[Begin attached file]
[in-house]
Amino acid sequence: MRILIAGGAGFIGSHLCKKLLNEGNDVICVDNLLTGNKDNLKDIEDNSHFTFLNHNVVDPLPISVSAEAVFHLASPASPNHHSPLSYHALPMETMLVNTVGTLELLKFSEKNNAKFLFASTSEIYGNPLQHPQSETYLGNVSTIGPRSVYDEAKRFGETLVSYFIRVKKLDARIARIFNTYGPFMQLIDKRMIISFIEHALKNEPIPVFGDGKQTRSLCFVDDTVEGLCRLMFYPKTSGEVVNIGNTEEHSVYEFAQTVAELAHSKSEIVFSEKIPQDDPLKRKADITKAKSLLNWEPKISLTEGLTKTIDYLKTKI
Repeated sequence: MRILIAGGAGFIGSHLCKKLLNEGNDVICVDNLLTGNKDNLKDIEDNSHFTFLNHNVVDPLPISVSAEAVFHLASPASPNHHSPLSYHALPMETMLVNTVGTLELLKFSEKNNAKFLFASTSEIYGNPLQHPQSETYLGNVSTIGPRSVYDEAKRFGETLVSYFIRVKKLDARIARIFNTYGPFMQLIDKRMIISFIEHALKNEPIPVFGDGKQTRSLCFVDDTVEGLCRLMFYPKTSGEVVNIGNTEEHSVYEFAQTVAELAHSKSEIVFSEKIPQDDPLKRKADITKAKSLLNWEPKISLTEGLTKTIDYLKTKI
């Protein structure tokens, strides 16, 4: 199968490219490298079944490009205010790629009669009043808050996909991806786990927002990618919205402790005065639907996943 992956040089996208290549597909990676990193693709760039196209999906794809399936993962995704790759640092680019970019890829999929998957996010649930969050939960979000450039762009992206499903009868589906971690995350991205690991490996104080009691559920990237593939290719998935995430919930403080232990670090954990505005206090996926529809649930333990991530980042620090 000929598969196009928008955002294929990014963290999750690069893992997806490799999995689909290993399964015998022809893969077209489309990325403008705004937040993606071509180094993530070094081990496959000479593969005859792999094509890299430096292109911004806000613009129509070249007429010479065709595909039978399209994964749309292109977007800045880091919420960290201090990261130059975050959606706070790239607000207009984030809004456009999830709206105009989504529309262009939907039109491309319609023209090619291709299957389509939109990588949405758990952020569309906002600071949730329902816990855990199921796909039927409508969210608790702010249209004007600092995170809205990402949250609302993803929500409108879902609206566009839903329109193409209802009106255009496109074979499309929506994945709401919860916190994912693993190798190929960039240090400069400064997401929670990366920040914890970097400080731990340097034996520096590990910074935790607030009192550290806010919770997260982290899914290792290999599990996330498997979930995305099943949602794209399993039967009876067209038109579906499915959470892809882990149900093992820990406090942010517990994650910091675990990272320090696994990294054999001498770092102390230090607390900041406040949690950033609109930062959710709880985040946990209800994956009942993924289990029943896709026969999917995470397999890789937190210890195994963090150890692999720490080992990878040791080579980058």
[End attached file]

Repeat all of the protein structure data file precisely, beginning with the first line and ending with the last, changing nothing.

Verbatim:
[in-house]
Amino acid sequence: MRILIAGGAGFIGSHLCKKLLNEGNDVICVDNLLTGNKDNLKDIEDNSHFTFLNHNVVDPLPISVSAEAVFHLASPASPNHHSPLSYHALPMETMLVNTVGTLELLKFSEKNNAKFLFASTSEIYGNPLQHPQSETYLGNVSTIGPRSVYDEAKRFGETLVSYFIRVKKLDARIARIFNTYGPFMQLIDKRMIISFIEHALKNEPIPVFGDGKQTRSLCFVDDTVEGLCRLMFYPKTSGEVVNIGNTEEHSVYEFAQTVAELAHSKSEIVFSEKIPQDDPLKRKADITKAKSLLNWEPKISLTEGLTKTIDYLKTKI
Repeated sequence: MRILIAGGAGFIGSHLCKKLLNEGNDVICVDNLLTGNKDNLKDIEDNSHFTFLNHNVVDPLPISVSAEAVFHLASPASPNHHSPLSYHALPMETMLVNTVGTLELLKFSEKNNAKFLFASTSEIYGNPLQHPQSETYLGNVSTIGPRSVYDEAKRFGETLVSYFIRVKKLDARIARIFNTYGPFMQLIDKRMIISFIEHALKNEPIPVFGDGKQTRSLCFVDDTVEGLCRLMFYPKTSGEVVNIGNTEEHSVYEFAQTVAELAHSKSEIVFSEKIPQDDPLKRKADITKAKSLLNWEPKISLTEGLTKTIDYLKTKI
């Protein structure tokens, strides 16, 4: 199968490219490298079944490009205010790629009669009043808050996909991806786990927002990618919205402790005065639907996943 992956040089996208290549597909990676990193693709760039196209999906794809399936993962995704790759640092680019970019890829999929998957996010649930969050939960979000450039762009992206499903009868589906971690995350991205690991490996104080009691559920990237593939290719998935995430919930403080232990670090954990505005206090996926529809649930333990991530980042620090 000929598969196009928008955002294929990014963290999750690069893992997806490799999995689909290993399964015998022809893969077209489309990325403008705004937040993606071509180094993530070094081990496959000479593969005859792999094509890299430096292109911004806000613009129509070249007429010479065709595909039978399209994964749309292109977007800045880091919420960290201090990261130059975050959606706070790239607000207009984030809004456009999830709206105009989504529309262009939907039109491309319609023209090619291709299957389509939109990588949405758990952020569309906002600071949730329902816990855990199921796909039927409508969210608790702010249209004007600092995170809205990402949250609302993803929500409108879902609206566009839903329109193409209802009106255009496109074979499309929506994945709401919860916190994912693993190798190929960039240090400069400064997401929670990366920040914890970097400080731990340097034996520096590990910074935790607030009192550290806010919770997260982290899914290792290999599990996330498997979930995305099943949602794209399993039967009876067209038109579906499915959470892809882990149900093992820990406090942010517990994650910091675990990272320090696994990294054999001498770092102390230090607390900041406040949690950033609109930062959710709880985040946990209800994956009942993924289990029943896709026969999917995470397999890789937190210890195994963090150890692999720490080992990878040791080579980058």